TOPICS : No bailout for ailing Peace Corps
As the US government continues its planning for a 700-billion-dollar bailout of the financial sector, the Peace Corps — one of the United States’ most successful foreign policy programmes — is being cut back due to a budget shortfall of $18 million. In 2001, President George W. Bush announced he would double the size of the Peace Corps by fiscal 2007, to 14,000 volunteers. But the programme is currently some 6,000 volunteers short of that goal.
The Corps is also seeking to cut costs by consolidating some of its recruiting offices in the US and deferring the hiring of new personnel. It has asked its managers in Washington and its 11 regional offices to reduce their budgets by 15.5%. Many of the Corps’ foreign posts are reducing spending by consolidating two or more employee positions into one and reducing time devoted to volunteer training. Foreign policy experts have expressed dismay at the programme’s current dilemma. Among them is Patricia Kushlis, a retired veteran of more than 20 years with the US Foreign Service. She says, “I think the budget shortfall is ridiculous particularly compared to the amount the military has for recruiting. It’s an underreported story because the Peace Corps appears to be intentionally keeping it quiet. It’s not an administration priority and besides it makes the administration look bad.”
The Peace Corps was started by President John F. Kennedy in 1961, and has been one of the most successful foreign affairs programmes in recent US history. Since its inception, some 190,000 volunteers have served in 139 less-developed countries. These volunteers carry out a vast array of person-to-person tasks ranging from building wells and irrigation systems, to teaching school children, providing advice to subsistence farmers on increasing crop yields, counseling expectant mothers on pre- and post-natal child care, and assisting would-be micro-entrepreneurs. The Corps currently has 8,079 volunteers working in 74 less-developed countries. Recruiting reached a peak of 15,000 in 1966.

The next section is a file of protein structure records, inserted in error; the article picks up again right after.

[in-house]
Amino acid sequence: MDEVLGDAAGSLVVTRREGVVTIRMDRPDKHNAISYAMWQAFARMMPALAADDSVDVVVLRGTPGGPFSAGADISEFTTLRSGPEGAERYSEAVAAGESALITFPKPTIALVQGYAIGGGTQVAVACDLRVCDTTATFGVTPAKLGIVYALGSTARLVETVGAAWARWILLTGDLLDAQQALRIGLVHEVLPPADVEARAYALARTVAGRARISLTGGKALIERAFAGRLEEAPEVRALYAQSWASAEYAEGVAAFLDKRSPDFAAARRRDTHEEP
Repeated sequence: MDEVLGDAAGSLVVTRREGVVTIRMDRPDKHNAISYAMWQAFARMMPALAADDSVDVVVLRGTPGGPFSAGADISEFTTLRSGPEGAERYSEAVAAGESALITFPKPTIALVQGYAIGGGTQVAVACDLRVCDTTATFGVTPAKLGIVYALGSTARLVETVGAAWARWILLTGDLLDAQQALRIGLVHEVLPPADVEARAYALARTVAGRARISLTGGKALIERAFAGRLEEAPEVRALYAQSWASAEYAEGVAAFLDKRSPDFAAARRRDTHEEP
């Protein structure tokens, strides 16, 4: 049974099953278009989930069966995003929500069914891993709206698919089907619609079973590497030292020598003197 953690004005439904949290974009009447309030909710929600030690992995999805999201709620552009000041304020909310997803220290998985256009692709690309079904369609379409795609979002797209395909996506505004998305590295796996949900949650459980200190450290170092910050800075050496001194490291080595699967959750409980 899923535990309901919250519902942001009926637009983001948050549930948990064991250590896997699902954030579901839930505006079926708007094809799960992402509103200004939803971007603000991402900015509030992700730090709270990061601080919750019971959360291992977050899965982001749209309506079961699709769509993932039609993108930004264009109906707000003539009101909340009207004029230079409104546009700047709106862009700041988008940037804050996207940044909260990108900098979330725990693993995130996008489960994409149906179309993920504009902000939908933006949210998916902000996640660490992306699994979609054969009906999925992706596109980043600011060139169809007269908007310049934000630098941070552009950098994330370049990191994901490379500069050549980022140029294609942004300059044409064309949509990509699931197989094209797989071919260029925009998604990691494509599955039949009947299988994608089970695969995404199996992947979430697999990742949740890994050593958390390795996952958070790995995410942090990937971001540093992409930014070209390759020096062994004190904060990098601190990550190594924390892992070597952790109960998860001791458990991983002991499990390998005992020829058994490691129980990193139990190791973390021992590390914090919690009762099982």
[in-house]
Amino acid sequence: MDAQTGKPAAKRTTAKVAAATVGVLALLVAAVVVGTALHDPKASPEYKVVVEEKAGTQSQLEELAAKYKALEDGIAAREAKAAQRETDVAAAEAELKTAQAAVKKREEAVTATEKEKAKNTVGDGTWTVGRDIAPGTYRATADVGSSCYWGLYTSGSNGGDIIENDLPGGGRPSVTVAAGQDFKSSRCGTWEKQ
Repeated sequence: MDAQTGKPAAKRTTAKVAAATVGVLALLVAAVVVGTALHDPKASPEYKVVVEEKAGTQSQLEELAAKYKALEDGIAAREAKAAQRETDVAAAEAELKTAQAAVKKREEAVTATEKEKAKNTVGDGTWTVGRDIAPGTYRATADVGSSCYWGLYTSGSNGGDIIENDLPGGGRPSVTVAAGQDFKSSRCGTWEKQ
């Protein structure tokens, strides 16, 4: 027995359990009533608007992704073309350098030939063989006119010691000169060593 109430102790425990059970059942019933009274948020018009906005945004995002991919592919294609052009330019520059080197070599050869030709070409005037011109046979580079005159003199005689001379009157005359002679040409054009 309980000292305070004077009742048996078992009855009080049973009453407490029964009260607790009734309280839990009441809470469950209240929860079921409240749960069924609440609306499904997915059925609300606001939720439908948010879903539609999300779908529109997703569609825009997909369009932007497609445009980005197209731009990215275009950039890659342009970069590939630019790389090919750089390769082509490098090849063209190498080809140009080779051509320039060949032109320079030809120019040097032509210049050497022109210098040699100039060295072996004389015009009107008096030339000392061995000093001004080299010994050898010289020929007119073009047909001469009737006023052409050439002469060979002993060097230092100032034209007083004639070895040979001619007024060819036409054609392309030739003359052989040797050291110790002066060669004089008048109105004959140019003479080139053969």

The Peace Corps budget shortfall has been caused primarily by the declining value of the dollar and the consequent increases in the cost of overseas leases, living costs for volunteers, energy outlays, and foreign staff salaries. The agency, which has a budget of $330.8 million, estimates its foreign currency losses from 2008 alone to be $9.2 million.
The Corps’ dilemma has been compounded by the failure of Congress to approve its 2009 budget. The House of Representatives subcommittee with jurisdiction over Peace Corps funding has accepted the Bush administration’s request for $343.5 million, and its counterpart in the Senate has approved $337 million. But Congress may not pass that budget until after the presidential inauguration in January.
In a letter to Rep. Betty McCollum, a member of the House Appropriations Subcommittee that oversees Peace Corps funding, Corps Director Ronald A. Tschetter wrote, “Tough budgetary decisions must be made now in order to ensure a financially healthy agency next fiscal year.” — IPS